Perceived Behavior Control (PBC)
The third antecedent of intention is the degree of perceived behavioral control. This refers to the perceived ease of performing the behavior and to the perceived control over the outcome of it. Some studies have given precedence to PBC and shown that EA and SN play a supporting role to PBC in forming intentions (Autio et al, 2001). This construct will be analyzed using the three components of personal control (PC), fear of failure (FOF) and confidence of one's skills (CON) regarding setting up own business. It is linked to control beliefs, which refers to beliefs about the presence of factors that may facilitate or impede performance of the behavior (Rhodes et al, 2006, Sparks et al, 1997).

The model proposed in this study gives equal importance to all the three aspects EA, SN and PBC. A conceptual model which reflects the influence of the three factors on entrepreneurial intentions is shown in fig 2.

Fig. 2 : Analytical model of impact of EA, SN and PBC on entrepreneurial intentions

The research model has 3 constructs with 19 independent variables. Bivariate correlation carried out on the data revealed linear relationship between variables that falls into a pattern as indicated in the research design. However, some variables also showed significant relationship with few other variables.

As the number of variables is large, Exploratory Factor Analysis (EFA) is conducted. The correlated, observed variables are found to associate with 4 latent variables or factors. This largely confirms the association as indicated by the bivariate correlation. 4 factors with Eigen value more than 1 are considered. This is supported by results of Scree plot. In the sample, the Kaiser–Meyer–Olkin test for sample adequacy (KMO) was notably high (.820) and Bartlett's sphericity test was highly significant (p < .001). Both statistics suggest that data is suitable for factor analysis.

EFA results are submitted in Table-2. All the items loaded highly on their respective factors/constructs and variances were above 70 percent indicating high convergent validity.

From the EFA results shown in Table 2 it is evident that the constructs have high reliability. All the constructs display Cronbach á values that are >0.7. So it can be inferred that the constructs have good reliability. 5 items pertaining to attitude (EA), 3 related to subjective norms (SN), 3 items of perceived behavior control (PBC) are identified after performing EFA. 6 items pertaining to intentions (EI) are also identified, taking the total number of items to 17. One item from PBC construct was found to cross-load into EI. This is in line with the view that perceived behavioral control items are strong predictors of intentions (Kraft et al, 2005). Two items of PBC did not load cleanly and were rejected.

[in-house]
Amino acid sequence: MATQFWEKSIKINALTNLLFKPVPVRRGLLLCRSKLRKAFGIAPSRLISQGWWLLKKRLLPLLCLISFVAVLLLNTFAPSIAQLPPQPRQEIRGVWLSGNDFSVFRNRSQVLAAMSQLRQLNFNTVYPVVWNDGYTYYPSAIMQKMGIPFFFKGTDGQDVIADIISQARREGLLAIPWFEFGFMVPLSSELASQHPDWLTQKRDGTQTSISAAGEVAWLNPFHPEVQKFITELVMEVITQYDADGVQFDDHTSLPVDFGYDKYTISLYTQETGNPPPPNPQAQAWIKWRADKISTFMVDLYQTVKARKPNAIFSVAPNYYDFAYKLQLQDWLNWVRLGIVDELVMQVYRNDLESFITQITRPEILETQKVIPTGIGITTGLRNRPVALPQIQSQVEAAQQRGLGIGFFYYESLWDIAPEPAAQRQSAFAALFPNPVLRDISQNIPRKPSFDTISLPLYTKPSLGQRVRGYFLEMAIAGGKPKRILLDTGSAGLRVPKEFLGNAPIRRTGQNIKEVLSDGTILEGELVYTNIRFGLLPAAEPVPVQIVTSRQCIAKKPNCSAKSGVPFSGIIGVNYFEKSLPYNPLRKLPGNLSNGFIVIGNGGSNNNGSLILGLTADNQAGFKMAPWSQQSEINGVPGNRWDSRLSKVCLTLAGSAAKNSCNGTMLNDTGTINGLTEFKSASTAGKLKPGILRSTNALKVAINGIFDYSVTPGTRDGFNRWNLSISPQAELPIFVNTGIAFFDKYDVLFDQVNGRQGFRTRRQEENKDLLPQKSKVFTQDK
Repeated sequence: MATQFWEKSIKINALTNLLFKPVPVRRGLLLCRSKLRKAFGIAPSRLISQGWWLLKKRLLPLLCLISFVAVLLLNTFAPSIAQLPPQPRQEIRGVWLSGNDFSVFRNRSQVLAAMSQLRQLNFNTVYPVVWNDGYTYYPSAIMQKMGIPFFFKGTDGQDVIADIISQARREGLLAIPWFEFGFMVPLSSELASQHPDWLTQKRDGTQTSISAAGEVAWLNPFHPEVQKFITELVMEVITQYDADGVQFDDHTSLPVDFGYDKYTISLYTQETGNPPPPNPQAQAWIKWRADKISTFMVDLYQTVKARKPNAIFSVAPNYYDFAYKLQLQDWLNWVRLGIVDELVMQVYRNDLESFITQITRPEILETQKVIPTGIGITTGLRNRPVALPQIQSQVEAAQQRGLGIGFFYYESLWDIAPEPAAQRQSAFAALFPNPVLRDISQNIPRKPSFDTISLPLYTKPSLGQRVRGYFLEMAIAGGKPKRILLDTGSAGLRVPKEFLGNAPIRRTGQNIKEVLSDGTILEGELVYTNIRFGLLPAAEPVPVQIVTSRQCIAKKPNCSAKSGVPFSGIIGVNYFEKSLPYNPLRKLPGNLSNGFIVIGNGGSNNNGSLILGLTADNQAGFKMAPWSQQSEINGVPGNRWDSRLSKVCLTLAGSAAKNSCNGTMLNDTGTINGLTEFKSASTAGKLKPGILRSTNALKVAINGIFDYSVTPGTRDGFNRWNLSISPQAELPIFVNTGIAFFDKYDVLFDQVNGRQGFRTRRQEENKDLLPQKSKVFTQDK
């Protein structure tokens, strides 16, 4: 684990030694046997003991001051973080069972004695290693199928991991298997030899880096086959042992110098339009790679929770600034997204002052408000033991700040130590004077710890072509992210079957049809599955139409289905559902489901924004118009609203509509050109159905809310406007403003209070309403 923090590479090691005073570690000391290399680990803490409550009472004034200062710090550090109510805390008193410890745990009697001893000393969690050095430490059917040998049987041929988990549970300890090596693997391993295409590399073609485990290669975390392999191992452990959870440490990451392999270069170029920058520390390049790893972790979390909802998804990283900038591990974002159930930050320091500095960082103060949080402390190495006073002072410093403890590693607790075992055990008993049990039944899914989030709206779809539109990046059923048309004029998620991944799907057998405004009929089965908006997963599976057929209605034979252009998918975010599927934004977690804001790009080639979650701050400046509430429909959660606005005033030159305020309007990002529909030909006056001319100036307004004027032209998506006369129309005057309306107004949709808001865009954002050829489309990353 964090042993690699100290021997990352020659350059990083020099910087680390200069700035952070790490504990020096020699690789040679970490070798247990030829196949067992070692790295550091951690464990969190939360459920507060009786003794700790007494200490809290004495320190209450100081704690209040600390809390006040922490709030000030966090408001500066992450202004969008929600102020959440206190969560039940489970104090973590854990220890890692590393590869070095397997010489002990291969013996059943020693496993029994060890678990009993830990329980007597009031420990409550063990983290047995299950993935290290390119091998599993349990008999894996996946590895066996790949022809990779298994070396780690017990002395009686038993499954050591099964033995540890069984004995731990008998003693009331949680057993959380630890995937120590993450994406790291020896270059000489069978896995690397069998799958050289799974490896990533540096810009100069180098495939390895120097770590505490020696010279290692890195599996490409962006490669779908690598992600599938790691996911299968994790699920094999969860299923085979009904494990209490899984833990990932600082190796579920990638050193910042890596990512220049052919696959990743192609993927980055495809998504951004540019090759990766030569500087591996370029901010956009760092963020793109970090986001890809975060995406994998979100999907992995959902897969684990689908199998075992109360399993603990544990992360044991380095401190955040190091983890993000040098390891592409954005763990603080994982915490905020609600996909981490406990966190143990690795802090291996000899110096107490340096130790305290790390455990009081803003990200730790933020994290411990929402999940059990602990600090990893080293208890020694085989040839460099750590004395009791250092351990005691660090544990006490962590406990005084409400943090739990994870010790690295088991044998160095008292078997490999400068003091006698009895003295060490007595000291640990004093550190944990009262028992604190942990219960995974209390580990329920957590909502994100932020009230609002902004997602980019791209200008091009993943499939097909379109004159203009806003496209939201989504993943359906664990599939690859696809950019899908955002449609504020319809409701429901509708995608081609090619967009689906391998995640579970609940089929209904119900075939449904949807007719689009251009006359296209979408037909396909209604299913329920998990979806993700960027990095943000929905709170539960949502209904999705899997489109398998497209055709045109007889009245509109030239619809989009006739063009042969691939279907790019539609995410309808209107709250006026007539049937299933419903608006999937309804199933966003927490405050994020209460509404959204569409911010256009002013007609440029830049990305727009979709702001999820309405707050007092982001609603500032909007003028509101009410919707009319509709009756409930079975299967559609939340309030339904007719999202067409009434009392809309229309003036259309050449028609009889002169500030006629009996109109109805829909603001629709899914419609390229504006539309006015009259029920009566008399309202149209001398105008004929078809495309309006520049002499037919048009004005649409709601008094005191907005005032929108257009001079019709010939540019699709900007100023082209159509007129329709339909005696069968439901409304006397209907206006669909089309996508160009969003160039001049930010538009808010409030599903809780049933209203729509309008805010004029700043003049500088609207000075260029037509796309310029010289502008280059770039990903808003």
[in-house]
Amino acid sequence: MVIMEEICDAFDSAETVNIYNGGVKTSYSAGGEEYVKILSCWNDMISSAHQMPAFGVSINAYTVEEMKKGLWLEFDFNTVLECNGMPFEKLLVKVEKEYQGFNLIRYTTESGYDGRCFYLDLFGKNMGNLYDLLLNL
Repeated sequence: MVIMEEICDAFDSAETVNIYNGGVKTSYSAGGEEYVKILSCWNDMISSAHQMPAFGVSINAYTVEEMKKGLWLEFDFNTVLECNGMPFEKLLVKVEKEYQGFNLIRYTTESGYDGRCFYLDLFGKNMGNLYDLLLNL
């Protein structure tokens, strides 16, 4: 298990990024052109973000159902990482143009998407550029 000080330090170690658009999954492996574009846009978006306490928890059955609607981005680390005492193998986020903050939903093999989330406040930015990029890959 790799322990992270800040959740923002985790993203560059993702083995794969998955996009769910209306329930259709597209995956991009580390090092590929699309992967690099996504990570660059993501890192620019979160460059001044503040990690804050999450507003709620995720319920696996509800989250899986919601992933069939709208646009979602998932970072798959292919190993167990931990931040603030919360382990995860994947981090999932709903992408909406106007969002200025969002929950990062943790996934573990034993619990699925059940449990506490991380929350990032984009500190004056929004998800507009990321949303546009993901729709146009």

While EFA revealed the number of constructs involved in the study, the relationship between latent constructs and overall model fit is determined by confirmatory factory analysis (CFA). This is used to verify factor structure of a set of observed variables and their underlying latent contructs. The present study applied Structural Equation Modeling (SEM) using AMOS 21.0 software. Fit for all models was evaluated using the following fit indexes Root mean square error of approximation (RMSEA) with a value 0.06 indicates a good model fit, and 0.08 indicates an acceptable model fit. The Tucker-Lewis index (TLI) and the comparative fit index (CFI) is also reported : for both values, .0.90 indicates sufficient model fit (Vandenberg and Lance, 2000; Kline, 2011).

CFI=0.914 and IFI=0.917 are values >0.9 indicating a moderate fit of the model. TLI (also called NNFI) =0.893. As it is customary to report only CFI or TLI, CFI values are reported for this study as the values are >0.9. RMSEA values depend on sample size and degrees of freedom (df). If RMSEA values are between 0 and 0.8, it indicates an excellent fit of the model (see Fig 3). The obtained value of 0.111 indicates a mediocre or moderate fit of the model with the data. Overall, the model can be considered to be a moderate fit.


It is evident from the structural model that of the three parameters, EA, SN and PBC, exert a positive impac t on ent r epr eneur ial intentions moderate as evident from the figure. EI ? EA is found to be of highest valued followed by EI ? PBC. The relationship between EI and SN was found to be least. Also, covariance was found between some items of all the three constructs. The attitude item 'To me, being an entrepreneur means more advantages than disadvantages' Is linked to the attitude item ' Beingan entrepreneur would give me great satisfaction' The entrepreneurial intention item 'I am ready to do anything to be an entrepreneur' is linked to the intention item 'I am determined to start a firm in future'.


This paper systematically explores the influence of three psychological/internal aspects of individuals on their entrepreneurial intentions. The results show that all the three factors exert significant influence on intentions thus play a major role in shaping the entrepreneurial intentions of individuals. The significance of subjective norms having the weakest impact on intentions needs to be examined in the context of the age and experience of the respondents. The strong impact of attitude on intentions places the individual at the centre of the entrepreneurial ecosystem. Various programs/schemes designed to promote small and medium-scale businesses have to suit the individual needs.